Euripides


Also found in: Dictionary, Wikipedia.
Euripides
BirthplaceSalamís
Occupation
Playwright

Euripides

(yo͝orĭp`ĭdēz), 480 or 485–406 B.C., Greek tragic dramatist, ranking with AeschylusAeschylus
, 525–456 B.C., Athenian tragic dramatist, b. Eleusis. The first of the three great Greek writers of tragedy, Aeschylus was the predecessor of Sophocles and Euripides.

Aeschylus fought at Marathon and at Salamis. In 476 B.C.
..... Click the link for more information.
 and SophoclesSophocles
, c.496 B.C.–406 B.C., Greek tragic dramatist, younger contemporary of Aeschylus and older contemporary of Euripides, b. Colonus, near Athens. A man of wealth, charm, and genius, Sophocles was given posts of responsibility in peace and in war by the Athenians.
..... Click the link for more information.
. Born in Attica, he lived in Athens most of his life, though he spent much time on Salamis. He died in Macedonia, at the court of King Archelaus. He wrote perhaps 92 plays (the first produced in 455); during his lifetime he won only four first prizes (the first in 441) at the competition held at the annual spring festival of Dionysus in Athens. There are 19 of his plays extant (including one that is doubtful): Cyclops (date unknown), the only complete extant Greek satyr play; Alcestis (438); the Heraclidae (c.430?), a patriotic play inspired by the Peloponnesian War; Medea (431); Hippolytus (428); Andromache (426?); Hecuba (425?); the Suppliants and Hercules Furens (both c.420); Electra (417?); the Trojan Women (415), an indictment of war; Helena (412); Ion (c.412); Iphigenia in Tauris (date uncertain); the Phoenician Women (c.409), on the story of the Seven against ThebesSeven against Thebes,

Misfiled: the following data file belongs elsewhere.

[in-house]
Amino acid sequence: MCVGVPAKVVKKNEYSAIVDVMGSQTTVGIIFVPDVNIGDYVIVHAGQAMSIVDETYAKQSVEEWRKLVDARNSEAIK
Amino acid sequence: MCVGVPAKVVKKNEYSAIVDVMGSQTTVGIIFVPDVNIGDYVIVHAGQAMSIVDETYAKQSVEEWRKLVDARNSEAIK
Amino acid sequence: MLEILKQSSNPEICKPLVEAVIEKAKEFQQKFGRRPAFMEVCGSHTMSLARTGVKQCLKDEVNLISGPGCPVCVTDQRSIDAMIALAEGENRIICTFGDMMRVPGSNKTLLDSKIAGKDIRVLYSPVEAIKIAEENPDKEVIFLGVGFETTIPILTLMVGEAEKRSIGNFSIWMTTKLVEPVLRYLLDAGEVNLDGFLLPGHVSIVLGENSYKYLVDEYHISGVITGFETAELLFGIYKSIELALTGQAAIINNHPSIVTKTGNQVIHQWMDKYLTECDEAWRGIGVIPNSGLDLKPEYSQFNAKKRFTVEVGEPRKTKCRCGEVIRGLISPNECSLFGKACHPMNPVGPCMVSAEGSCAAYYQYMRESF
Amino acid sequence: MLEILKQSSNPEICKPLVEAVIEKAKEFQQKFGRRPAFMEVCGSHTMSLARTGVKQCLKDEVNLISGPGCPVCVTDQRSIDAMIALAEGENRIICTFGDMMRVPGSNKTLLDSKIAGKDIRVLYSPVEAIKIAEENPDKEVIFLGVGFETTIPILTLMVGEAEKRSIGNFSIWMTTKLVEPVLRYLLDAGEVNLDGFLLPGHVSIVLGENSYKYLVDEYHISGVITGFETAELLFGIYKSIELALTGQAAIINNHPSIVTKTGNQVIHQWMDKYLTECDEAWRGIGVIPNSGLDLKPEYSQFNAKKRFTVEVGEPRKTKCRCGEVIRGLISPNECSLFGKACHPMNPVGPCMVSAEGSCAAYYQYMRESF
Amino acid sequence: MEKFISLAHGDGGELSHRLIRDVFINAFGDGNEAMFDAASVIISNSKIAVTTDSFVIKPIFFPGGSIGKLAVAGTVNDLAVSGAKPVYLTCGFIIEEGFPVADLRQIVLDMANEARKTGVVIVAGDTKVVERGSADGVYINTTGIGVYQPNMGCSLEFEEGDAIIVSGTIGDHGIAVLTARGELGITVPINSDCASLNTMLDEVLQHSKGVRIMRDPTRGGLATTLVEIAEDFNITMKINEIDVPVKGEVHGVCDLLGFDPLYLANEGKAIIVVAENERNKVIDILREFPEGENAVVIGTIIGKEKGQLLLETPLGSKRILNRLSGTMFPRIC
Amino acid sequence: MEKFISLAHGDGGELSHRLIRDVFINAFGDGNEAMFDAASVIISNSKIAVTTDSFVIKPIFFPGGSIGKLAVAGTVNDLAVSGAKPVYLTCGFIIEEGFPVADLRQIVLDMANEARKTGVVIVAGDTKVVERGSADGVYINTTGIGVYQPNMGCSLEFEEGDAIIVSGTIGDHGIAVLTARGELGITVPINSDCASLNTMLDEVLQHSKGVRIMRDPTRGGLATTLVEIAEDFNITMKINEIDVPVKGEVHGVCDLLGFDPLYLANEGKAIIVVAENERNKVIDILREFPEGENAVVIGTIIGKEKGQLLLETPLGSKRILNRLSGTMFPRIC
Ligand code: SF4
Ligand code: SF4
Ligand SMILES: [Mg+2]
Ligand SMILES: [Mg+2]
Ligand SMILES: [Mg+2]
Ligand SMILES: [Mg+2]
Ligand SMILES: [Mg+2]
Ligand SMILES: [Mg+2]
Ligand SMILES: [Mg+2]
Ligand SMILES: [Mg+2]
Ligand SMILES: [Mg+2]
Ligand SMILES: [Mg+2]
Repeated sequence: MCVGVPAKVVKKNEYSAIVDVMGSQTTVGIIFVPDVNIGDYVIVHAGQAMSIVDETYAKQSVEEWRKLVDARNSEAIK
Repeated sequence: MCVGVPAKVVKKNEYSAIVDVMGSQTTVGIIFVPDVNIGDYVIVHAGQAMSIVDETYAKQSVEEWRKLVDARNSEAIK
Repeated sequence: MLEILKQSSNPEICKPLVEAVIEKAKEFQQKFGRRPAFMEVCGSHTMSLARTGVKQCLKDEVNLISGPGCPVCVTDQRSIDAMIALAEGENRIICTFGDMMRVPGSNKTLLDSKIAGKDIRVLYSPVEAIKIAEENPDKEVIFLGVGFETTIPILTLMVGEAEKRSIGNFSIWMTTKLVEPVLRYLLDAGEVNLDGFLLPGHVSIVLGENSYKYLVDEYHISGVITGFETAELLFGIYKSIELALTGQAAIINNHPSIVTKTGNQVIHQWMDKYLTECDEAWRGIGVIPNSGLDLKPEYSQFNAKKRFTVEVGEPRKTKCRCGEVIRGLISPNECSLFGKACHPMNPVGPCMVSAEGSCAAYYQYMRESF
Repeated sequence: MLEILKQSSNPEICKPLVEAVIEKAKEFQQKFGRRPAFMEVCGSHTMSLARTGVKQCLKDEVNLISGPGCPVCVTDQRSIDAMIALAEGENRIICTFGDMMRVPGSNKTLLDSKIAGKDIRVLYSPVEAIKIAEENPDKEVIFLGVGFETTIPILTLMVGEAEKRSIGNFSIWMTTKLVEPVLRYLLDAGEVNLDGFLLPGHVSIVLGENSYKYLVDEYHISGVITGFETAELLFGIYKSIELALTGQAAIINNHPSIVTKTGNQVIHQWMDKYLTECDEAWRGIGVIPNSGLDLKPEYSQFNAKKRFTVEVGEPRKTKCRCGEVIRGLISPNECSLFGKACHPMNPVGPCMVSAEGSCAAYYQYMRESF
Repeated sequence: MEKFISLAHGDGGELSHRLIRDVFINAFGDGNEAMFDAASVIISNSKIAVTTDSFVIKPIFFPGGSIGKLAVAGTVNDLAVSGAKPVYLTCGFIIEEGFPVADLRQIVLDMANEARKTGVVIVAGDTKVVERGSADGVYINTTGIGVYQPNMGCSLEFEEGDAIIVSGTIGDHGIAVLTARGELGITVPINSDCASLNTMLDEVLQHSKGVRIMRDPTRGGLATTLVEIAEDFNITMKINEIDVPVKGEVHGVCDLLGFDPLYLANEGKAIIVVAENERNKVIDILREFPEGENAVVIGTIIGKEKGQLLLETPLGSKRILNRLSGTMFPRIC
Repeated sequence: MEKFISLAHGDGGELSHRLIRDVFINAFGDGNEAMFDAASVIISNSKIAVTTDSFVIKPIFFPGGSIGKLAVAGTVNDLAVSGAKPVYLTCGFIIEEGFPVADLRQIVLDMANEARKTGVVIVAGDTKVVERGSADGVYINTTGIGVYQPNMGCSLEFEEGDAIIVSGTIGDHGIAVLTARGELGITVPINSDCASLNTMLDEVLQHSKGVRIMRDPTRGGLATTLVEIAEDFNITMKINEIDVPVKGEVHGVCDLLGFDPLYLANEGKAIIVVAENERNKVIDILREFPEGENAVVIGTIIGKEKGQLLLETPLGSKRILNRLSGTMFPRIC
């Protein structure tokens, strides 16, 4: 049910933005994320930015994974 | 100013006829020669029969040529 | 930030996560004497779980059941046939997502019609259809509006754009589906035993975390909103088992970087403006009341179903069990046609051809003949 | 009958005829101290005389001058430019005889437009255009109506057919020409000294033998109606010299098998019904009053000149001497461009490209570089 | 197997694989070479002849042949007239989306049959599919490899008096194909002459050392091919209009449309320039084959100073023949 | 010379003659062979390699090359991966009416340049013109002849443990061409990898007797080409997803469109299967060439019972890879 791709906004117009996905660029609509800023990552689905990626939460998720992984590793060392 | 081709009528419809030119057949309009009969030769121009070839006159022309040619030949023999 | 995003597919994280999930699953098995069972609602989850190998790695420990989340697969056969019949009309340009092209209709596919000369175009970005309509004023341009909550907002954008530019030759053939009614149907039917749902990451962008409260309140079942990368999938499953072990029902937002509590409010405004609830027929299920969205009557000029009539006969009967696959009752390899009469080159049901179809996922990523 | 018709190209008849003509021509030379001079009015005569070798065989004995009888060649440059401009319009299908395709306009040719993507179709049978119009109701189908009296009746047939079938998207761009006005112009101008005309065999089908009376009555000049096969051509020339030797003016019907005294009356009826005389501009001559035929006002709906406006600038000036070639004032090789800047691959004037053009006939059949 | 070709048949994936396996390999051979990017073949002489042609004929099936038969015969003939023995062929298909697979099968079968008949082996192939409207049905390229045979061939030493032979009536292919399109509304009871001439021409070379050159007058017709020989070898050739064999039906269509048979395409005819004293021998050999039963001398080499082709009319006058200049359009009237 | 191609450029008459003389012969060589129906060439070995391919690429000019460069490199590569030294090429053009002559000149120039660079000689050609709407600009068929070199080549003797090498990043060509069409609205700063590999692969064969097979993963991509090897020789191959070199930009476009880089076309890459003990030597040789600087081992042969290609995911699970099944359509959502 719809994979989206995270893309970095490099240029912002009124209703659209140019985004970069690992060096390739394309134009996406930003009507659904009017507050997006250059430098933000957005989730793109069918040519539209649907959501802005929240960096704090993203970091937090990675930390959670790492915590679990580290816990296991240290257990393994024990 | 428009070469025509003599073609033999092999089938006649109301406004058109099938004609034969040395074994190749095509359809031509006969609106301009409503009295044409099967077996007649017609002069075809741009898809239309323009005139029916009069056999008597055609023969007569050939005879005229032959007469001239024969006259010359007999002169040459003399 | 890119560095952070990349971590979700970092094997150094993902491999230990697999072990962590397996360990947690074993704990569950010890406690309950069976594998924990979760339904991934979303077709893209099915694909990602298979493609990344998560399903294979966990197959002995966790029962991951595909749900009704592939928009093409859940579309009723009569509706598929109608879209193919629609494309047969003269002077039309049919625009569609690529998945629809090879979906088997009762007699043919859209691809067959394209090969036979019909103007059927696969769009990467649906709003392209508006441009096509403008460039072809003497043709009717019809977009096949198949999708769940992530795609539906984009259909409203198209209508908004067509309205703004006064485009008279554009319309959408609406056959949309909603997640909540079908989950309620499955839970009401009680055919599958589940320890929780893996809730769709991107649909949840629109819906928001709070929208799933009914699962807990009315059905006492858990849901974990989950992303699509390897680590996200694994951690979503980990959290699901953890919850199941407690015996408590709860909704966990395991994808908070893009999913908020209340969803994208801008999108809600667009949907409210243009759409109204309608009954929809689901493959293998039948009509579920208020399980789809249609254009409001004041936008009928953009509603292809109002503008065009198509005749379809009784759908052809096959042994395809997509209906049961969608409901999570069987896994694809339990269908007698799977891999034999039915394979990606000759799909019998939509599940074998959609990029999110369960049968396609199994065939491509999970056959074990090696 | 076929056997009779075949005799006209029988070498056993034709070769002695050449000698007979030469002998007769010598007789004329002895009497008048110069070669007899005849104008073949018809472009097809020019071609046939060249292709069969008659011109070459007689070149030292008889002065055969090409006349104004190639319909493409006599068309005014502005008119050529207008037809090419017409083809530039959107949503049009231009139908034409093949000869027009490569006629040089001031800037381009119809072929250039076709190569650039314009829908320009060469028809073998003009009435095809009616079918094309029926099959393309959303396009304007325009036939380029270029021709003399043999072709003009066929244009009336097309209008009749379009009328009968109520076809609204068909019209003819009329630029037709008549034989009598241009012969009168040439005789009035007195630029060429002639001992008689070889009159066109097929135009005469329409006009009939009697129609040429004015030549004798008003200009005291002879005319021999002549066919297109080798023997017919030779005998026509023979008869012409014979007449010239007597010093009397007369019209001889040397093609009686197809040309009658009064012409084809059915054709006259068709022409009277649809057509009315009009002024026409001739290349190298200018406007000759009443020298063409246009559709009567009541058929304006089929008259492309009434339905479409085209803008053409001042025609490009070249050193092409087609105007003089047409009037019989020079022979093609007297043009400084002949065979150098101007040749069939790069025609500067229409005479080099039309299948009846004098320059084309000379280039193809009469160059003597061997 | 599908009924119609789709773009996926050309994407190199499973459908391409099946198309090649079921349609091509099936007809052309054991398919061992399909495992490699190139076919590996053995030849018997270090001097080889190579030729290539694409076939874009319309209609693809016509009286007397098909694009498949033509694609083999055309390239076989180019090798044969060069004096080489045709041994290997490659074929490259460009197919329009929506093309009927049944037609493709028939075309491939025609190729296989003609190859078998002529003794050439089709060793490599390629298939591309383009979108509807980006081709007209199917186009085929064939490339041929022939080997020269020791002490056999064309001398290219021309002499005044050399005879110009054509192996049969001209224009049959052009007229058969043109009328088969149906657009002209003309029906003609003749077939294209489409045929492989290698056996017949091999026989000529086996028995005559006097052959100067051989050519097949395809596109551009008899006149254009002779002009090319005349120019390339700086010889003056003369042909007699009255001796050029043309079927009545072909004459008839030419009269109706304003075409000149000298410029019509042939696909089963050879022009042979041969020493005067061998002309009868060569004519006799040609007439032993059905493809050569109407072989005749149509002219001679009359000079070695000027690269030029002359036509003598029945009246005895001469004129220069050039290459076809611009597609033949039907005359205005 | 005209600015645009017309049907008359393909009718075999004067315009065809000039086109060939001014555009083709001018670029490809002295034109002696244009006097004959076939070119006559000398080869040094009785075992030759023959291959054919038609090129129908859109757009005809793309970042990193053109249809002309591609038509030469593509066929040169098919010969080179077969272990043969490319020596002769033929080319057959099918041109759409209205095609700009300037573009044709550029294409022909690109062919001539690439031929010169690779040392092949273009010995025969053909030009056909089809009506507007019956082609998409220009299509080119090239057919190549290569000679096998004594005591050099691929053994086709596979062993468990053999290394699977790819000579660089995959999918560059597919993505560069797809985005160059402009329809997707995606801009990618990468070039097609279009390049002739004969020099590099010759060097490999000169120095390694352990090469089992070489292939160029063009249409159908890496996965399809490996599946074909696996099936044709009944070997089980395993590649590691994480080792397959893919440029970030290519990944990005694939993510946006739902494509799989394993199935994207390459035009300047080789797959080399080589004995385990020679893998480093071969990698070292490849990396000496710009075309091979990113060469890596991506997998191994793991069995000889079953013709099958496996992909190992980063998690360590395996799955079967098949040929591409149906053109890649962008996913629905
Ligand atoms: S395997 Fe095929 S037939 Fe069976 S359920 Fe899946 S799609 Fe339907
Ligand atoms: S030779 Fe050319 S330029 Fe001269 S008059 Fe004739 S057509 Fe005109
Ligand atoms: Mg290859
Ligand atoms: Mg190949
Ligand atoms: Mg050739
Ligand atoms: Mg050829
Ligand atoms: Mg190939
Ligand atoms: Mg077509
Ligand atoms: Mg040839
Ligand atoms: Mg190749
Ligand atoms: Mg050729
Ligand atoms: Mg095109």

in Greek legend, seven heroes—Polynices, Adrastus, Amphiaraüs, Hippomedon, Capaneus, Tydeus, and Parthenopaeus—who made war on Eteocles, king of Thebes.
..... Click the link for more information.
; Orestes (408); Iphigenia in Aulis and the Bacchae, on the PentheusPentheus
, in Greek mythology, king of Thebes, son of Cadmus' daughter Agave. When Dionysus came to Thebes, Pentheus denied his divinity and tried to prevent his ecstatic rites. The women of Thebes, led by Agave, were driven mad by the offended god and tore Pentheus to pieces.
..... Click the link for more information.
 story, both posthumously produced (405); and Rhesus, doubtfully attributed to Euripides. Provocative, concerned with problems and conflicts sometimes disturbing to his audiences, Euripides displays a rationalistic and iconoclastic attitude toward the gods and an interest in less heroic, even homely, characters. He brings the mythical stories down to the immediate contemporary and human level. His sense of dramatic situation and plot construction go beyond Aeschylus and Sophocles, and what his plays may lack in grandeur they make up in penetration. His choral passages (interludes in, rather than parts of, the action) have remarkable lyric power. Euripides uses the prologue to get into the situation as rapidly as possible, sacrificing a proper exposition of previous action, and he uses the deus ex machina [god from a machine] to cut through and resolve the play's problem. His popularity increased after his death, and his plays were revived more than those of Aeschylus or Sophocles. Among the many translations of Euripides is The Complete Greek Tragedies, ed. by Richmond Lattimore and David Grene (1956–59).

Bibliography

See studies by G. Murray (1918, 2d ed. repr. 1965), T. B. L. Webster (1967), and A. P. Burnett (1972).

Euripides

 

Born circa 480 B.C., in Athens; died 406 B.C., in Macedonia. Classical Greek dramatist.